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Current Topic: International Relations

Singapore and Katrina - Thomas Friedman
Topic: International Relations 6:16 pm EDT, Sep 17, 2005

New York Times columnist Thomas Friedman has Singapore and hurricane Katrina on his mind.

That is certainly the sense I got after observing the Katrina debacle from half a world away here in Singapore - a city-state that, if it believes in anything, believes in good governance. It may roll up the sidewalks pretty early here, and it may even fine you if you spit out your gum, but if you had to choose anywhere in Asia you would want to be caught in a typhoon, it would be Singapore. Trust me, the head of Civil Defense here is not simply someone's college roommate.

At a point when we are contemplating how to rebuild a mostly destroyed city, invoking Singapore is intriguing. The Disney Land of nation-states, Singapore can best be framed in the context of its airlines. There is one size dress all the flight attendants wear. Either the fit in the dress, or they don't fit in the job. Its one way to run a society, and when you only have one city and 4.4 million people involved, it can work. I'll admit to having found the vision of Raffels somewhat appealing when sitting in the 1st class section named after him cruising at 40 thousand feet while enjoying the most complete booze selection of any airline servicing asia-pac.

"In the areas that are critical to our survival, like Defense, Finance and the Ministry of Home Affairs, we look for the best talent," said Kishore Mahbubani, dean of the Lee Kwan Yew School of Public Policy. "You lose New Orleans, and you have 100 other cities just like it. But we're a city-state. We lose Singapore and there is nothing else. ... [So] the standards of discipline are very high. There is a very high degree of accountability in Singapore."

Accountability Singapore style can be pretty brutal. Lets just say you best dispose of your bubble-gum properly. Either way, they are pretty much telling us we suck, and they actually have a point or two. Granted they kill people over drug offenses, yet are still one of the major transit ports in the south-east asian heroin trade and a major venue for money laundering. I guess that's what comes with having the largest port in the world in terms of tonnage and being a major outpost in the free market.

We let the families of the victims of 9/11 redesign our intelligence organizations, and our president and Congress held a midnight session about the health care of one woman, Terri Schiavo, while ignoring the health crisis of 40 million uninsured. Our economy ... [ Read More (0.2k in body) ]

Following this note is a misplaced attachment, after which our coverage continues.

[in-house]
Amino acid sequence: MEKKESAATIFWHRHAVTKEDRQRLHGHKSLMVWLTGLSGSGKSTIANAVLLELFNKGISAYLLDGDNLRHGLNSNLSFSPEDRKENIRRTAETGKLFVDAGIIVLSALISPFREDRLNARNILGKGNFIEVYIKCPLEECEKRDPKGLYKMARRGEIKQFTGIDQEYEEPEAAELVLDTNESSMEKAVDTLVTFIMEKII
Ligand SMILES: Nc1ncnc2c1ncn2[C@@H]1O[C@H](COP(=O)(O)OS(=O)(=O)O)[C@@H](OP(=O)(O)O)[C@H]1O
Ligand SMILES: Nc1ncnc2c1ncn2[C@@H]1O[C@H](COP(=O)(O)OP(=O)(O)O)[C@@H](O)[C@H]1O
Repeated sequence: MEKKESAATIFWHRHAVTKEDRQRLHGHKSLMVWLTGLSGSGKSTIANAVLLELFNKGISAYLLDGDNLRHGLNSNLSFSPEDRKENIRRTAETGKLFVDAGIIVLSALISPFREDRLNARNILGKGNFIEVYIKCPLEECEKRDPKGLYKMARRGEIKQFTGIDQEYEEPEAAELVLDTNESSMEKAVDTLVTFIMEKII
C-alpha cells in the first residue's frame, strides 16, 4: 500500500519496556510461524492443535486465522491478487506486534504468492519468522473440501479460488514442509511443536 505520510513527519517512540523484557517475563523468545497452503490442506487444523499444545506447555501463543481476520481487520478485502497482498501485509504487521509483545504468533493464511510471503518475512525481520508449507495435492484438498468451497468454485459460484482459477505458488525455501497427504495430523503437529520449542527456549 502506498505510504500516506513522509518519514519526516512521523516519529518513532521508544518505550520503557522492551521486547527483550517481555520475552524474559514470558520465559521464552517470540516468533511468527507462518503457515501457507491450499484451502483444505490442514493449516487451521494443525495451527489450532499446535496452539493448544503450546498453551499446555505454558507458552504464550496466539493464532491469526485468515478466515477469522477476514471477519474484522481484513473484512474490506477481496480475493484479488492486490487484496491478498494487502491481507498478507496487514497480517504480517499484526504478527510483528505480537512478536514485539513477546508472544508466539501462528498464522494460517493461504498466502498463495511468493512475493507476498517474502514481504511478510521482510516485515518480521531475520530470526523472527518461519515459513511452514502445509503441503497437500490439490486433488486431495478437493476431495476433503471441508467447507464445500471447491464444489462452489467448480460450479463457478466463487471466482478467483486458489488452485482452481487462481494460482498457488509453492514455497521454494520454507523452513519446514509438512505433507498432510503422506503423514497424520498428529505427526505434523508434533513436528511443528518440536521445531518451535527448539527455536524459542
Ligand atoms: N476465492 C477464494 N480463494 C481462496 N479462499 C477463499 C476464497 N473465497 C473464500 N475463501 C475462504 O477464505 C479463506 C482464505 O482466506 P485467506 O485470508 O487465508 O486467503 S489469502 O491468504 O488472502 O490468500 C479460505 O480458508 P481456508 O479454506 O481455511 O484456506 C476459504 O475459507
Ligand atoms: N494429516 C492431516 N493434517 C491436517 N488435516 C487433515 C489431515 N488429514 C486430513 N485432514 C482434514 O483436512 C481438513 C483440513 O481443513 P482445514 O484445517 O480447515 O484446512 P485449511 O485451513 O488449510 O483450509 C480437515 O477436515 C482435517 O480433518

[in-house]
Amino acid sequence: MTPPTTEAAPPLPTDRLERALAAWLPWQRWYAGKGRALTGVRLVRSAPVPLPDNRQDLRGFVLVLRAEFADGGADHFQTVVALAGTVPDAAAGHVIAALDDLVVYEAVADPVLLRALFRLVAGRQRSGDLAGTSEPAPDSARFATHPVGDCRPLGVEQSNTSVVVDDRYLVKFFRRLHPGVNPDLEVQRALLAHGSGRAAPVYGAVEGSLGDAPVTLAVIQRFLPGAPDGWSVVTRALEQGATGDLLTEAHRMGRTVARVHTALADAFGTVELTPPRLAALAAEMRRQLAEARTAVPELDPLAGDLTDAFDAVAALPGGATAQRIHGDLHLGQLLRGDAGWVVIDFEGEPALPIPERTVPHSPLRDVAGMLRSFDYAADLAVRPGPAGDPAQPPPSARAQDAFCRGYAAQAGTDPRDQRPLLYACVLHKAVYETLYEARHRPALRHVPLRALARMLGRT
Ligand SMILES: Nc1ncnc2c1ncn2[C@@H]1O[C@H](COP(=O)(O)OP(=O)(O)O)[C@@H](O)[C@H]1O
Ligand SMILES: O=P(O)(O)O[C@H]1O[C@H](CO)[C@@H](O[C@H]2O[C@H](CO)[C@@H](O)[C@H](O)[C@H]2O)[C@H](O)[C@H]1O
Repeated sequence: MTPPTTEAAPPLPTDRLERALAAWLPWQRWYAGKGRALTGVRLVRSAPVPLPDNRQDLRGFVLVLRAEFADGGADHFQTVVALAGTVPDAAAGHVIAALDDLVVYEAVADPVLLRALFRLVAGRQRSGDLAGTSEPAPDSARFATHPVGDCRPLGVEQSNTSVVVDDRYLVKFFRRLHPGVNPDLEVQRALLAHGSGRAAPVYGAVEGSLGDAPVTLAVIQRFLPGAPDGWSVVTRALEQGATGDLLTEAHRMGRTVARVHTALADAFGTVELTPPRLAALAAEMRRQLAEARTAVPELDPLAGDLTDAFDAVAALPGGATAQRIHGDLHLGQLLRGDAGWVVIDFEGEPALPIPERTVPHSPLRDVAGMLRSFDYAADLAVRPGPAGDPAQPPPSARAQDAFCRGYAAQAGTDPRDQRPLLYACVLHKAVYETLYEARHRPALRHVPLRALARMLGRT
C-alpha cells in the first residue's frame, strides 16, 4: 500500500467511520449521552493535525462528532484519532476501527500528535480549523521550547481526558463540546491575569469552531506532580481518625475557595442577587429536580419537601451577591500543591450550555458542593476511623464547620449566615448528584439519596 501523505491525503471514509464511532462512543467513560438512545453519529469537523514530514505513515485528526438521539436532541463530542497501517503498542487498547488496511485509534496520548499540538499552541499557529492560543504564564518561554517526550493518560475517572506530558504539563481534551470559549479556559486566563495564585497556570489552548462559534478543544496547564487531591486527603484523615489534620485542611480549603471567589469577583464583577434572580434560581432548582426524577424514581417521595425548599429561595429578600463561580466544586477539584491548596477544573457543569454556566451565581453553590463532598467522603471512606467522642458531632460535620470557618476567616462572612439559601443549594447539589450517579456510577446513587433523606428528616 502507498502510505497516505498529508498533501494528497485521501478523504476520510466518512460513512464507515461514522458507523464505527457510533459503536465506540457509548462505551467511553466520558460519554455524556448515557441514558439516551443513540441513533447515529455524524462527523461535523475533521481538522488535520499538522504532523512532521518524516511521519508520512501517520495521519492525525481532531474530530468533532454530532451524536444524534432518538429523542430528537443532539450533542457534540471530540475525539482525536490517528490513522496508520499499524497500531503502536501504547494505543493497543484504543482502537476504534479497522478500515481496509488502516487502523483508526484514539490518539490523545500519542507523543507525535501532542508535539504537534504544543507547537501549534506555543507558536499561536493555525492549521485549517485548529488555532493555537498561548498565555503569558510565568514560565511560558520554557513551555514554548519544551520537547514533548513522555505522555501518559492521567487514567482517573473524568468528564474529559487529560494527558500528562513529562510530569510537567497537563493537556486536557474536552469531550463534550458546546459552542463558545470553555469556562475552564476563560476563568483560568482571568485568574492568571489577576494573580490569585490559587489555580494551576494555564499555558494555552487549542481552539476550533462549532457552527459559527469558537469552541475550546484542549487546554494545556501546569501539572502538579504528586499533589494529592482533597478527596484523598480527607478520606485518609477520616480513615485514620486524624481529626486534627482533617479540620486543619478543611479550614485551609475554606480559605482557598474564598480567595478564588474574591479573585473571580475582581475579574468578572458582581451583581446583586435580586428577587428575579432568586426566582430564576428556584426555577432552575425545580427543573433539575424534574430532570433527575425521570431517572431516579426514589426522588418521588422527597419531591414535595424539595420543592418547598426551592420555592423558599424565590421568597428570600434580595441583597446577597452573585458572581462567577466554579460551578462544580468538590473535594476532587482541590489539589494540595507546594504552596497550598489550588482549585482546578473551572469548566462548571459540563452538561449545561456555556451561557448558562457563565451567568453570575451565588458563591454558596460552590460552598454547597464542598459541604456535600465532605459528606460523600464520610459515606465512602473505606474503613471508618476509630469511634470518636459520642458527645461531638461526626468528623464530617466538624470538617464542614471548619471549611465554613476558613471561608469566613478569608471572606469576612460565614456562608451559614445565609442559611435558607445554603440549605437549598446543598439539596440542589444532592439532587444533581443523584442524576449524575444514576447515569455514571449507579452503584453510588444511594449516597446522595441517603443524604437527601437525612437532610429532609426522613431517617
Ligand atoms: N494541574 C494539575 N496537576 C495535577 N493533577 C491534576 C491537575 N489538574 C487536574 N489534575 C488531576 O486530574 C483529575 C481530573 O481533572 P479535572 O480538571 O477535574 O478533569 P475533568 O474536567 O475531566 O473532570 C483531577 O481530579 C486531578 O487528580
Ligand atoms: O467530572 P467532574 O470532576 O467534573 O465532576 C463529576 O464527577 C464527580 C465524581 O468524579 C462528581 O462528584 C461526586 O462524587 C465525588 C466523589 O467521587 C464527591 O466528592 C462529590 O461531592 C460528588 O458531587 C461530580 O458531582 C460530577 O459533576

Singapore and Katrina - Thomas Friedman

Sino-Russia Wargames
Topic: International Relations 6:05 pm EDT, Aug 18, 2005

A joint Chinese and Russian military exercise set to begin tomorrow is meant as a political signal to the United States, in addition to helping Moscow showcase its weapons for sale to China, U.S. defense and intelligence officials said yesterday.

"For the Chinese and the Russians, this is a message to the United States," one U.S. official said. "They want to see our bases in Central Asia and presence in Asia cut back."

The fact that the United States was not invited to observe the war games is a sign of the anti-U.S. nature of the exercises, said several officials, who spoke on the condition of anonymity. Defense officials from India, Iran, Pakistan and Mongolia will be present in China to observe the exercises.

This story has been making the rounds the past 48 hours.

When Bush and Putin first met, Bush said he stared deep into Putin's eyes and saw his soul. This may be true. They both seem to have a penchant for dressing up in flight suits and taking jets for a spin. These two men bonded easily.. For better, worse, or unknown. After looking into Putin's soul, he and Bush made jokes about each other at a press conference in Texas. CNN's graphic overlay at the bottom of the screen said "Presidential Comedy". I remember clearly watching this, overwhelmed by how downright surreal it was. Here we are years later, and my annotates are not all that amusing. Its still just surreal.

This is another one of those things that feels like prep for a Taiwan invasion. But that's nothing new. I don't see anything new here at all actually. I'm not even sure why I'm commenting on it. Wargames go on all the time. On the Sino-Russia side, its against America. We've wargamed against Russia and China. I think we have even wargamed against Israel.